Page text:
The Philanderer was Shaw’s second completed play, its first version having been written in 1893, following the first performances of Widowers’ Houses. At that stage the third and final act had divorce as its main theme. This may well have appeared distinctly louche at the time; in any case, a friend advised him to replace it. This he did with a treatment of relationships during a period of turmoil, which turns the play into a guide to making the best of a bad job.
To some extent these changes seem to indicate a wish to hang onto the play’s greatest strengths, which lie in its comic treatment of situation and dialogue, while simultaneously preserving a highish level of basic seriousness.
Even these changes, however, have not turned this into a play that approaches Shaw at his seriocomic best.
Clearly Paul Miller thought long and hard about what to do before coming up with what turns out to be a deft solution. He uses both versions of the final act.
This works better than you might expect, but when we compare The Philanderer with Shaw’s best known plays we are may feel that this one lacks any obviously leading character and that the message of the play, if it has one, is that everybody is in a bit of a muddle, not least those who occasionally become temporarily domineering.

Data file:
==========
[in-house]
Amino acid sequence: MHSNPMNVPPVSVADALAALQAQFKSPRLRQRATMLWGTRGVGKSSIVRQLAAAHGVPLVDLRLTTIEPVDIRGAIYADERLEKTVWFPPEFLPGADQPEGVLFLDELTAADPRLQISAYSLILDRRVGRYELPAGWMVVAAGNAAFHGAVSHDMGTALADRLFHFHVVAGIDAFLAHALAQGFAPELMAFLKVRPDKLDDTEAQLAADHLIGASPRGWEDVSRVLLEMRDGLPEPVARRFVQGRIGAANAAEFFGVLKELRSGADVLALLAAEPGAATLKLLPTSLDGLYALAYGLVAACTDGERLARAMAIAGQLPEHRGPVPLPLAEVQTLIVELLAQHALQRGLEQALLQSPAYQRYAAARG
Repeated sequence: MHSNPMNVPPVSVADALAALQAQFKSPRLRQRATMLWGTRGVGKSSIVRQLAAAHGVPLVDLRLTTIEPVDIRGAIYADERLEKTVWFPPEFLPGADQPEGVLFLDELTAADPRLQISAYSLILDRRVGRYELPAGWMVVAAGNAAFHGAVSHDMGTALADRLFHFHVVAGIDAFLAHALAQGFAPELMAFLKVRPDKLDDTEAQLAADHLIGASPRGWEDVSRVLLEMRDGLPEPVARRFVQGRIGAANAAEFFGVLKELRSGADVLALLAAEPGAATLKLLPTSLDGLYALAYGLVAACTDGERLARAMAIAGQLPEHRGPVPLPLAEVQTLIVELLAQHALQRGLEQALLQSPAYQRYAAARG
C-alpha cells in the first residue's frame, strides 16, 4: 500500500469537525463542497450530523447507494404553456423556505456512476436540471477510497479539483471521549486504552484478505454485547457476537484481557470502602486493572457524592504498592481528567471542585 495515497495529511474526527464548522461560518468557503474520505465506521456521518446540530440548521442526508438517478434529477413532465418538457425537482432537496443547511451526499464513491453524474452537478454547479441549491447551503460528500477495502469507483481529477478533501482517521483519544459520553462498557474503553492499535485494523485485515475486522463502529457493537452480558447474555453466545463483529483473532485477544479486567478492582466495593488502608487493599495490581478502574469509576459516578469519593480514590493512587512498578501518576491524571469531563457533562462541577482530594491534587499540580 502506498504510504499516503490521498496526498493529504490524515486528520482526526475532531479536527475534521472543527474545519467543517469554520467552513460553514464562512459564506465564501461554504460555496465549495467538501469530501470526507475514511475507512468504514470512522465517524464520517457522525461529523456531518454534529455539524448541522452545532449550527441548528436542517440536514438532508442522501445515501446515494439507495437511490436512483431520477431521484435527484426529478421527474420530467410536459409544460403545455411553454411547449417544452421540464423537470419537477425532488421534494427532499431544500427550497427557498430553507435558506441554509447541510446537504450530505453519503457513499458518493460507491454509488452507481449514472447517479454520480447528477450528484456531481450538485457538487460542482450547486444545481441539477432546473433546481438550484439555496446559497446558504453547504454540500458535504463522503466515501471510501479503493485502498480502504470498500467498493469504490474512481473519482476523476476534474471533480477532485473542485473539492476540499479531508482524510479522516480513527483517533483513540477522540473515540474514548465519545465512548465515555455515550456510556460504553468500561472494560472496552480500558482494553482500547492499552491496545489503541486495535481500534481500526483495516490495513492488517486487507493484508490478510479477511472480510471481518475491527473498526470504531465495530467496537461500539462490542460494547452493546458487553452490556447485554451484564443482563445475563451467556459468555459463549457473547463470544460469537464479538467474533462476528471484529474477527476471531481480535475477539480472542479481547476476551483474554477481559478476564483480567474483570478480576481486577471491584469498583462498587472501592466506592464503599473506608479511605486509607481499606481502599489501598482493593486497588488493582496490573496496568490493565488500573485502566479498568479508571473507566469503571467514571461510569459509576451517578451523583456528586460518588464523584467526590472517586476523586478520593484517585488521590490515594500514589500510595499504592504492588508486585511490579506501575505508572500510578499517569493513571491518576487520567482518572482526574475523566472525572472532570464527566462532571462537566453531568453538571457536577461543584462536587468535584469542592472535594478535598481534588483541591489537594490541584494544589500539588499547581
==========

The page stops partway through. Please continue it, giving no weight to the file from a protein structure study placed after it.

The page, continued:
But being in a bit of a muddle does not on the whole make them complex. And when, as happens with most of them, they reach the point of pulling themselves together, they do so with some reluctance and are very happy when someone else’s confused outburst on some issue of behaviour or attitude to events allows them to exclaim ‘Why didn’t you say so before?’ and get back to asserting their own individual attitude to the matters in hand.
I rather expect that if I were to see this play again in two or three weeks, it will have changed considerably. All of these actors are capable of finding whatever depth there is to be found in their part and playing to that without the show turning into a ‘Look at me, of, look at me, oh, look at me I’m acting!’
One other difficulty I found, lay in the costumes. They left me feeling at times that some of them had wandered into the 1950s. Paul Miller puts this rather differently. ‘I wanted to free the play from the dusty straightjacket of Victoriana and give it a setting as fresh, alive and as mischievous as the writing itself. I hope by liberating it from chocolate box décor we can listen to the language afresh. Shaw upended theatrical stuffiness and hide-bound conventions: this production honours that impulse.’
However, I don’t wish to make the play sound anything but greatly enjoyable. The evening is typical of the Orange Tree in that we are led to feel very strongly that actors and audience are occupying one space. We may be permanently sitting down and not moving about, but we are part of the show just the same. We can move, emotionally and dramatically, with them.
But I think that what I will remember most of about this play is the hilarity which gripped the audience so very frequently and so enjoyably.